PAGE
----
General Setting and Nomenclature

The Misener Sandstone, which is Middle to Late Devonian in age, is associated with one of the most prominent unconformities developed in Oklahoma.  It is associated also with one of the most prominent transgressive sequences, represented by the organic-rich Woodford Shale.

In terms of overall depositional setting for the Misener, Oklahoma during the Devonian was characterized by three major tectonosedimentologic settings: (1) the aulacogen of Southern Oklahoma, which was in a subsidence stage (as opposed to an earlier rifting and a later deformation stage), (2) continental marginal basin in the area of the Ouachita system, and (3) craton-shelf in the areas north of other two regimes.

The subsidence stage of the aulacogen is represented by sedimentary rocks that are substantially thicker than equivalent rocks on the adjacent craton.  Upper Cambrian-Devonian sediments are seven times thicker in Southern Oklahoma than their cratonic counterparts.  These rocks are predominantly carbonate with some well sorted quartz sands.  Abundant fauna, algal structures, and other sedimentary structures suggest that water depths were generally shallow enough for light to penetrate.

Chert formed in the Ouachita system during the Devonian, as part of the sediments in a starved basinal area that, during Ordovician-Devonian, was the depositional setting for black shale and quartzose sandstone, in addition to chert.

The Ordovician-Devonian of the cratonic areas is characterized by relatively thin marine-shelf deposits and a number of unconformities. 

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Pre-Misener/Woodford Strata (Fig. 2.)

Simpson Group

The Middle-Upper Ordovician Simpson Group, subjacent to the Misener in local areas in Northern Oklahoma, is as much as 600 ft thick on the craton and as much as 3000 ft in the aulacogen.  In the latter it contains five formations, each with a basal sandstone and overlying carbonate and shale.  The Simpson basin was elongated northwestward, with a broad gentle slope on the north and a steeper slope on the south and against the Texas arch (Huffman, 1959).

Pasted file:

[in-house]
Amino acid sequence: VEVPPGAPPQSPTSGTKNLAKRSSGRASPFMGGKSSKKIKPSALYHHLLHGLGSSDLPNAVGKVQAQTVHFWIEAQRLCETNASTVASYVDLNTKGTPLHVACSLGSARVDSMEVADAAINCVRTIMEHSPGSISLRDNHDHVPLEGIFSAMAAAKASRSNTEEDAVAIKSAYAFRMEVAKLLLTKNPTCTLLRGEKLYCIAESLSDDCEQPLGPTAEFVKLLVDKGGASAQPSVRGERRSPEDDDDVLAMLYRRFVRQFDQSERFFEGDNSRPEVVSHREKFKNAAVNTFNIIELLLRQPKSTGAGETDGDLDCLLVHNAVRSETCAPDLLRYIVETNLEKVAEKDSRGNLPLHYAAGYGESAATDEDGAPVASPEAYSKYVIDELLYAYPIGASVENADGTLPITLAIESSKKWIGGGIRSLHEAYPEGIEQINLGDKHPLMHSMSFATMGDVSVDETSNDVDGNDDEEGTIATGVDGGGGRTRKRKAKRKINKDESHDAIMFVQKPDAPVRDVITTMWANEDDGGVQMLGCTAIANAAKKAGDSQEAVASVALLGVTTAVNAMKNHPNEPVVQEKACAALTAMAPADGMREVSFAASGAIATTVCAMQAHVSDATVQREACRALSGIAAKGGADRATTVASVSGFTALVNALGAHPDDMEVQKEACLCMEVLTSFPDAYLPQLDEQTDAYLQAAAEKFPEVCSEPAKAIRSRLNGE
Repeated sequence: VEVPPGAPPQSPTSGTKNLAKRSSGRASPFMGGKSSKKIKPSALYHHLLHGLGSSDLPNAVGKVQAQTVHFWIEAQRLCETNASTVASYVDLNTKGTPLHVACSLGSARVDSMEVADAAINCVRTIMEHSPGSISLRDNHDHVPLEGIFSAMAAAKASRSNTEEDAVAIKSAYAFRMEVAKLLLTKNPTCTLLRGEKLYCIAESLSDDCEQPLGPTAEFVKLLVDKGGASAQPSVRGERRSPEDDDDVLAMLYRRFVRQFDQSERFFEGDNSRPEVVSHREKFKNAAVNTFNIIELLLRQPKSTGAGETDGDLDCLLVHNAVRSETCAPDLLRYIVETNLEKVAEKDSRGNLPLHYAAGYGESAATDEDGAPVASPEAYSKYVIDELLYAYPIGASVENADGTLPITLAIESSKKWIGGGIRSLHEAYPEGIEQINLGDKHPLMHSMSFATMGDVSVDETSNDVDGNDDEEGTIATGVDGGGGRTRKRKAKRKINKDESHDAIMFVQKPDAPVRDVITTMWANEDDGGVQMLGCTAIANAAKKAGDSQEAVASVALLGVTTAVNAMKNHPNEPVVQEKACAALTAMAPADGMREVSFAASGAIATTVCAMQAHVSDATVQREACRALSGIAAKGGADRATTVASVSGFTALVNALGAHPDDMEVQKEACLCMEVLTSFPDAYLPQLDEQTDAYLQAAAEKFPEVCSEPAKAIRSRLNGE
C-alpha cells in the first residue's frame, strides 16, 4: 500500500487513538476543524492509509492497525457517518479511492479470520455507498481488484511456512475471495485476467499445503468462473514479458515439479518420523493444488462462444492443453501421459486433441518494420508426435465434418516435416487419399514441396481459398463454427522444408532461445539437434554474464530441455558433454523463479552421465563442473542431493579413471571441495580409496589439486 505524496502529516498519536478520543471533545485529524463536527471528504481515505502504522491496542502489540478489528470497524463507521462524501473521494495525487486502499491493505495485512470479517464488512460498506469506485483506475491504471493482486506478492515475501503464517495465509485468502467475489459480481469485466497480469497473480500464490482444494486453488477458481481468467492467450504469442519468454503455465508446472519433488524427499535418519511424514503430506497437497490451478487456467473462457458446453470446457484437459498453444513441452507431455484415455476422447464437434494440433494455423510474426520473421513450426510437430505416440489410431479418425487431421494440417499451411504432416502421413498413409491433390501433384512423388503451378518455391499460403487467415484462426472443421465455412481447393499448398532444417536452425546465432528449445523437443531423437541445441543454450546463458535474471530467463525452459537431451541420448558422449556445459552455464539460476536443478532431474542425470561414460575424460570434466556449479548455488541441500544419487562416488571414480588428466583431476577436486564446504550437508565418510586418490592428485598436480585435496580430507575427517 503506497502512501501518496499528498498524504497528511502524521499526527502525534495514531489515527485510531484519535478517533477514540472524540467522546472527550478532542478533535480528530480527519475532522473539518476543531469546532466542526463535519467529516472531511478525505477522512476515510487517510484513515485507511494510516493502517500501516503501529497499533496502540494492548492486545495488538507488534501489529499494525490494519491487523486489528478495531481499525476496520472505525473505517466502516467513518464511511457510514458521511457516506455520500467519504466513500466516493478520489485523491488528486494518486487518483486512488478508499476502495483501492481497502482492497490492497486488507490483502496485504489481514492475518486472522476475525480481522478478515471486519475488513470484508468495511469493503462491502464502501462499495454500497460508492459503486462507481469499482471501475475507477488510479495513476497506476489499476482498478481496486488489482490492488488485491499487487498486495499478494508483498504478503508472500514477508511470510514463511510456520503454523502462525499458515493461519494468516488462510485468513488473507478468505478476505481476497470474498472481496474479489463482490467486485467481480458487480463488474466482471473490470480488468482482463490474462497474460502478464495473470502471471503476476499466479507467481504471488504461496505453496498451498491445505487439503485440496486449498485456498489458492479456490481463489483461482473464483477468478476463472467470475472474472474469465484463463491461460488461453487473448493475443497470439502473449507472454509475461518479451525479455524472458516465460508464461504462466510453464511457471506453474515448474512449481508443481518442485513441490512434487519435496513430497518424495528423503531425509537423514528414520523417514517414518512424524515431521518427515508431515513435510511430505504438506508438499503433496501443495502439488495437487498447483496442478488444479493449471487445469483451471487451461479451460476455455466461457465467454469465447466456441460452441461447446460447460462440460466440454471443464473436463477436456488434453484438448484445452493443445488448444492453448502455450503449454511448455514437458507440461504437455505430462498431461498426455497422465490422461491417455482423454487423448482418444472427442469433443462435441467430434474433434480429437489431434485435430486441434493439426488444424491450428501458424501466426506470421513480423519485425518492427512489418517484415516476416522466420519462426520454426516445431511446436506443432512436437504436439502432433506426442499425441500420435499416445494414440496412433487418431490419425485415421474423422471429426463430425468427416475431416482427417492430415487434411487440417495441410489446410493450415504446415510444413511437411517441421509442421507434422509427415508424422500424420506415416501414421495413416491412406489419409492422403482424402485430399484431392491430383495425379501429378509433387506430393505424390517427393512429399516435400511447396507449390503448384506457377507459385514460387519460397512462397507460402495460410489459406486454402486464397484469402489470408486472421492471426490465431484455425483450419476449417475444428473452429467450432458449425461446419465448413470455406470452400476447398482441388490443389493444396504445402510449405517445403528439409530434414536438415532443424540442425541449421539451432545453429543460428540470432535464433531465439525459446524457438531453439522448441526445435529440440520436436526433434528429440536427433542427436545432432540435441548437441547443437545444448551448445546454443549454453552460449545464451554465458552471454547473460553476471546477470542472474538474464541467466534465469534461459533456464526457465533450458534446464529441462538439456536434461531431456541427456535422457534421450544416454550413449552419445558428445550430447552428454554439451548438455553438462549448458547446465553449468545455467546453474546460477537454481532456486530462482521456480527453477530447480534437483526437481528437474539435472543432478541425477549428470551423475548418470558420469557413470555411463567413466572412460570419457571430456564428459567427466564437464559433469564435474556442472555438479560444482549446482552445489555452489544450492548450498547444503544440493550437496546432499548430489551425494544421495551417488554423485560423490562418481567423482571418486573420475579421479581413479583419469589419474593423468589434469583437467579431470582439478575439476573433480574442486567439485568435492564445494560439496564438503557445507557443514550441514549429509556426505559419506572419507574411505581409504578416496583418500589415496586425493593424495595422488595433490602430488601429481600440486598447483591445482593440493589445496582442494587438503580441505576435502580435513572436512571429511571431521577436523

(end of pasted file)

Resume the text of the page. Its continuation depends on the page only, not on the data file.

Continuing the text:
Viola Limestone

The Upper Ordovician Viola Limestone usually overlies the Simpson Group unconformably and has an areal distribution similar to the maximum extent of the Simpson.  It is predominantly a dense, fine-grained, cherty limestone, with a coarsely crystalline fossiliferous unit near the top and a middle argillaceous unit (Huffman, 1959).  The Viola reaches a maximum thickness of 1000 ft in the axis of the aulacogen and thins to 100 ft on the craton (Adler, 1971).

Sylvan Shale

This Upper Ordovician unit is a brown, fissile, graptolitic shale that grades upward into a green claystone with varying amounts of carbonate (Amsden, 1975).  It is distinctive in position (between the Viola and Hunton carbonates) and in lithology.  The Sylvan is 100 to 350 ft thick in the outcrop area of the Arbuckle Mountains - Criner Hills and less than 100 ft thick in much of the stable area where the Hunton is present.  The contact with the overlying Hunton (Chimneyhill) is generally sharp and is thought by Amsden (1975) to show low relief. 

Hunton Group

The Hunton Group is distinctive because of its carbonate lithologies and position between the Sylvan Shale and Woodford Shale.  Associated with the pre-Woodford unconformity is the irregularly developed Misener Sandstone, which in some cases may be dolomitic and/or may be represented as an equivalent silty, sandy dolomite and cherty, silty limestone / dolomite breccia with variable development of shale interbeds.